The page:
• November 18, 2019
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As the Academy Awards race begins to heat up, more movies will be released well into the end of the month. Last week, the latest potential picture of the year, Theory of Everything, came to Raleigh.

The movie stars both British newcomer Eddie Redmayne and the more-versed yet relatively unknown Felicity Jones as Stephen and Jane Hawking, respectively. Redmayne provides audiences with an enthralling transformation of a successful and slightly awkward young man working at Cambridge in the 1960’s to a small and wheelchair bound sufferer of Lou Gehrig’s disease. Because of this, the film has emerged as an early 2015 Oscar front-runner and will likely earn multiple nominations.

The movie proved to be, in a word, brilliant. Almost everyone is familiar with the scientist, the mathematician, the astrophysicist god. However, this story explored something much deeper – Hawking’s heartbreaking dissent into a physically paralyzing life, yet still a life of zest and curiosity. Redmayne’s control over his facial muscles alone was amazing and this dedication to the role is what could easily win him his first Academy Award.

In an interview with NPR, Redmayne relayed just how far he went to bring respect and subtlety to this physically demanding role.“I went to a neurology clinic in London, and they educated me on ALS. And what I wanted to make sure was that those physicalities were so embedded in me that I wasn’t going to be playing a physicality, as it were; wasn’t gonna be playing the disease, but could actually just play the human story at the core of the piece.”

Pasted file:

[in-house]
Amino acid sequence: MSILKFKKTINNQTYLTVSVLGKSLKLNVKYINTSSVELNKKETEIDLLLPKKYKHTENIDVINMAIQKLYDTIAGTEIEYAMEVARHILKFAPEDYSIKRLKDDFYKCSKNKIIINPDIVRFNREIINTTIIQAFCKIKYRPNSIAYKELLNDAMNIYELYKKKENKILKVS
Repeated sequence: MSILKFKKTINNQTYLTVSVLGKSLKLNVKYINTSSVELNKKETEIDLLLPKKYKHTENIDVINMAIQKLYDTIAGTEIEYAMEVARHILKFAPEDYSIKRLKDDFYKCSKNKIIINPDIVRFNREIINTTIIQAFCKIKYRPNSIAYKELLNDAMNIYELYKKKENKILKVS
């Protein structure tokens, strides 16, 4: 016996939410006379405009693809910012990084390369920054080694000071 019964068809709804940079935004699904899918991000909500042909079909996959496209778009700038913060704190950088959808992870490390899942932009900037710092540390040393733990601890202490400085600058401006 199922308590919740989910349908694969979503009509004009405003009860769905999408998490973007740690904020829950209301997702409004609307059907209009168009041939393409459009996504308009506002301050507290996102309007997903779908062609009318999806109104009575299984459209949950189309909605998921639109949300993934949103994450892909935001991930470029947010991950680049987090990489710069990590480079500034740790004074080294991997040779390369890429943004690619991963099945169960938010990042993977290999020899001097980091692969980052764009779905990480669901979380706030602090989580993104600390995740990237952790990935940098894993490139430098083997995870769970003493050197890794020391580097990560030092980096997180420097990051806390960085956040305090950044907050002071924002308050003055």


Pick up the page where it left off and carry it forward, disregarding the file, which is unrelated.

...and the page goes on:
Felicity Jones also gave a genuine performance, as this story is just as much about Jane Hawking, Stephen’s wife, as it is about him. Within the first twenty minutes of the movie, one sees Jane give up nearly her entire life, ending scholarly pursuits, in order to tend to Stephen’s increasingly disabled husband. For a woman who was told her husband would only live for two years, she handled a lifetime of caregiving with grace.

Besides the fresh and sympathetic performances, the movie is classicly “Oscar worthy.” The Academy loves moving biopics, especially if they involve male historical figures in a debilitating or handicapped position, (The King’s Speech, 2011 and 12 Years a Slave, 2013). James Marsh, the director, will most likely earn a nomination as well.

The film mainly succeeds because it shows the many dimensions of Hawking the man, not just the legend. Redmayne brings passion, empathy, humor and a bit of cheekiness to a man – who in theory – shouldn’t be able to physically express personality. In essence, the film is charming and poignant, showing audiences an uplifting story of the triumph of the human spirit.

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